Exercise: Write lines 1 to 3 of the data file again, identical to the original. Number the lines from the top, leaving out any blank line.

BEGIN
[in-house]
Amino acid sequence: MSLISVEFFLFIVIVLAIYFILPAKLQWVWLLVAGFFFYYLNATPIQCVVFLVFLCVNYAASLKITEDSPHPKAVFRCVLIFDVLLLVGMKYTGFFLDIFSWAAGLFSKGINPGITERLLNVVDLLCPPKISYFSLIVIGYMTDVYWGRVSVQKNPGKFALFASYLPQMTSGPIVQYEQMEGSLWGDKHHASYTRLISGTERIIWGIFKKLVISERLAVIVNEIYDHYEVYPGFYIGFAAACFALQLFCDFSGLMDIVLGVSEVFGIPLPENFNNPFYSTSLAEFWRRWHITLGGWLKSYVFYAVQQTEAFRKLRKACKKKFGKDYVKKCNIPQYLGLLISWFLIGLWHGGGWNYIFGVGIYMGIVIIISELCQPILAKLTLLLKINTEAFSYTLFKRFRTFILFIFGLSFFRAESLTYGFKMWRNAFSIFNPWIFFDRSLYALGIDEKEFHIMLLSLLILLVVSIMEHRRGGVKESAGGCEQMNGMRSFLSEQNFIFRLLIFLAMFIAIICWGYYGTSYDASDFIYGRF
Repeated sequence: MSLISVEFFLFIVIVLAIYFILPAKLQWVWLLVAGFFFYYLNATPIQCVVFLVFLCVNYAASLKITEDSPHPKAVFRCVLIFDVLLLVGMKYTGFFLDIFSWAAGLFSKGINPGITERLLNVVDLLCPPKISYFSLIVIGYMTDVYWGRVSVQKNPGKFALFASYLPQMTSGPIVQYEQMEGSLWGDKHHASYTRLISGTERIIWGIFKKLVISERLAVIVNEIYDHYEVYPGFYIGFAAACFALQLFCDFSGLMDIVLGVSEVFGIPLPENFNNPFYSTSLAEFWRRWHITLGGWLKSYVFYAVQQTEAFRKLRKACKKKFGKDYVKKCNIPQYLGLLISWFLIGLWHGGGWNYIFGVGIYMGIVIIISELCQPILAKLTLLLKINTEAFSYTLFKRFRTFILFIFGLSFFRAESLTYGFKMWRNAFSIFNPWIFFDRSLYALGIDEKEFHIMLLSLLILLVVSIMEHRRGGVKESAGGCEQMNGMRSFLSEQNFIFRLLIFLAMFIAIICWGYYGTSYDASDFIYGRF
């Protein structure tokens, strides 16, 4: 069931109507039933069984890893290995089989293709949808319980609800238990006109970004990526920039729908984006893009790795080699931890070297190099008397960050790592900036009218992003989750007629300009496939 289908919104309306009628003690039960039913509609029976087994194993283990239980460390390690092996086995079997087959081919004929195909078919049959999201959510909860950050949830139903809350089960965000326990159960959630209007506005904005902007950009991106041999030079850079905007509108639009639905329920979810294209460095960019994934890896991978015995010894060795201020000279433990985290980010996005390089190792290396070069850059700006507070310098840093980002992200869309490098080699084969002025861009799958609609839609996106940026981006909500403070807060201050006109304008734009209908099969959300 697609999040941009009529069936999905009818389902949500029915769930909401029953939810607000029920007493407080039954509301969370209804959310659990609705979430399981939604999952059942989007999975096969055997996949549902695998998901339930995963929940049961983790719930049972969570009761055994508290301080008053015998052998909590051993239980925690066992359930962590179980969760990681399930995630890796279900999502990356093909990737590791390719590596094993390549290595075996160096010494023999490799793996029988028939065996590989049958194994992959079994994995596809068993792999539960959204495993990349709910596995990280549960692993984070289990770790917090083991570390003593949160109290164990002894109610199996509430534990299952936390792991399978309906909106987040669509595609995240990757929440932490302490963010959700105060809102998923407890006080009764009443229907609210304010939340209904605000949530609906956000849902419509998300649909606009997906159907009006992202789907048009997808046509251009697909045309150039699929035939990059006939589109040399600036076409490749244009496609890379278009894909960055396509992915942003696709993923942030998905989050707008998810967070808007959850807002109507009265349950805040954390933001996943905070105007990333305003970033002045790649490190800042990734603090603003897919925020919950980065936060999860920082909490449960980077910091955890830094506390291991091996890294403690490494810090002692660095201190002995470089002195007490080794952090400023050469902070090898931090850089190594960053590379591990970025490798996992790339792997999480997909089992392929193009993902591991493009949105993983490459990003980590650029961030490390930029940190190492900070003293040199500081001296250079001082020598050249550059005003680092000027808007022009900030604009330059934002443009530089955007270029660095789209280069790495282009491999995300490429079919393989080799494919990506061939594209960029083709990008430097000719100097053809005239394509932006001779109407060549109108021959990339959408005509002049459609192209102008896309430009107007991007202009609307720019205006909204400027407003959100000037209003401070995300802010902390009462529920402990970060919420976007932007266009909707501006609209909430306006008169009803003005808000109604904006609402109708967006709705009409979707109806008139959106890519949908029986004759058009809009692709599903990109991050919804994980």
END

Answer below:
[in-house]
Amino acid sequence: MSLISVEFFLFIVIVLAIYFILPAKLQWVWLLVAGFFFYYLNATPIQCVVFLVFLCVNYAASLKITEDSPHPKAVFRCVLIFDVLLLVGMKYTGFFLDIFSWAAGLFSKGINPGITERLLNVVDLLCPPKISYFSLIVIGYMTDVYWGRVSVQKNPGKFALFASYLPQMTSGPIVQYEQMEGSLWGDKHHASYTRLISGTERIIWGIFKKLVISERLAVIVNEIYDHYEVYPGFYIGFAAACFALQLFCDFSGLMDIVLGVSEVFGIPLPENFNNPFYSTSLAEFWRRWHITLGGWLKSYVFYAVQQTEAFRKLRKACKKKFGKDYVKKCNIPQYLGLLISWFLIGLWHGGGWNYIFGVGIYMGIVIIISELCQPILAKLTLLLKINTEAFSYTLFKRFRTFILFIFGLSFFRAESLTYGFKMWRNAFSIFNPWIFFDRSLYALGIDEKEFHIMLLSLLILLVVSIMEHRRGGVKESAGGCEQMNGMRSFLSEQNFIFRLLIFLAMFIAIICWGYYGTSYDASDFIYGRF
Repeated sequence: MSLISVEFFLFIVIVLAIYFILPAKLQWVWLLVAGFFFYYLNATPIQCVVFLVFLCVNYAASLKITEDSPHPKAVFRCVLIFDVLLLVGMKYTGFFLDIFSWAAGLFSKGINPGITERLLNVVDLLCPPKISYFSLIVIGYMTDVYWGRVSVQKNPGKFALFASYLPQMTSGPIVQYEQMEGSLWGDKHHASYTRLISGTERIIWGIFKKLVISERLAVIVNEIYDHYEVYPGFYIGFAAACFALQLFCDFSGLMDIVLGVSEVFGIPLPENFNNPFYSTSLAEFWRRWHITLGGWLKSYVFYAVQQTEAFRKLRKACKKKFGKDYVKKCNIPQYLGLLISWFLIGLWHGGGWNYIFGVGIYMGIVIIISELCQPILAKLTLLLKINTEAFSYTLFKRFRTFILFIFGLSFFRAESLTYGFKMWRNAFSIFNPWIFFDRSLYALGIDEKEFHIMLLSLLILLVVSIMEHRRGGVKESAGGCEQMNGMRSFLSEQNFIFRLLIFLAMFIAIICWGYYGTSYDASDFIYGRF